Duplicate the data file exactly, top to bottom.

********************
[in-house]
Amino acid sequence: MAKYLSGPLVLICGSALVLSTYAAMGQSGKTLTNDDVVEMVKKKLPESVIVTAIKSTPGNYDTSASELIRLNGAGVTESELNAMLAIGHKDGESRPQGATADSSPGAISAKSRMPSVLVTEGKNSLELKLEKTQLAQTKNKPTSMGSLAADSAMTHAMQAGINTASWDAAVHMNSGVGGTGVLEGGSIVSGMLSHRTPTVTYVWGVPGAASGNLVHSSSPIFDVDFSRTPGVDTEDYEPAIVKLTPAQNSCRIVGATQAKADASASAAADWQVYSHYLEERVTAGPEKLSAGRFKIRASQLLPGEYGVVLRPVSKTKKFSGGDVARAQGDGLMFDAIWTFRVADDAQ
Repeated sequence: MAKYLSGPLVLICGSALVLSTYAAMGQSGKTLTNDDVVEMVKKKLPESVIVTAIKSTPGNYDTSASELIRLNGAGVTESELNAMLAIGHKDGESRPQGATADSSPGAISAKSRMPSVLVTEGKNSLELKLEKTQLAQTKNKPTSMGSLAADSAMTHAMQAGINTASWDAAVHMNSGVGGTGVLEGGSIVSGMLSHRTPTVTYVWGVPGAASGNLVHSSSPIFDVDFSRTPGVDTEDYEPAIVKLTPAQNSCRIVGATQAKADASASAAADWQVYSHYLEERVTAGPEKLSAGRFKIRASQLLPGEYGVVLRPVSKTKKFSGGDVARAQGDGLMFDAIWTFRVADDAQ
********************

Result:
[in-house]
Amino acid sequence: MAKYLSGPLVLICGSALVLSTYAAMGQSGKTLTNDDVVEMVKKKLPESVIVTAIKSTPGNYDTSASELIRLNGAGVTESELNAMLAIGHKDGESRPQGATADSSPGAISAKSRMPSVLVTEGKNSLELKLEKTQLAQTKNKPTSMGSLAADSAMTHAMQAGINTASWDAAVHMNSGVGGTGVLEGGSIVSGMLSHRTPTVTYVWGVPGAASGNLVHSSSPIFDVDFSRTPGVDTEDYEPAIVKLTPAQNSCRIVGATQAKADASASAAADWQVYSHYLEERVTAGPEKLSAGRFKIRASQLLPGEYGVVLRPVSKTKKFSGGDVARAQGDGLMFDAIWTFRVADDAQ
Repeated sequence: MAKYLSGPLVLICGSALVLSTYAAMGQSGKTLTNDDVVEMVKKKLPESVIVTAIKSTPGNYDTSASELIRLNGAGVTESELNAMLAIGHKDGESRPQGATADSSPGAISAKSRMPSVLVTEGKNSLELKLEKTQLAQTKNKPTSMGSLAADSAMTHAMQAGINTASWDAAVHMNSGVGGTGVLEGGSIVSGMLSHRTPTVTYVWGVPGAASGNLVHSSSPIFDVDFSRTPGVDTEDYEPAIVKLTPAQNSCRIVGATQAKADASASAAADWQVYSHYLEERVTAGPEKLSAGRFKIRASQLLPGEYGVVLRPVSKTKKFSGGDVARAQGDGLMFDAIWTFRVADDAQ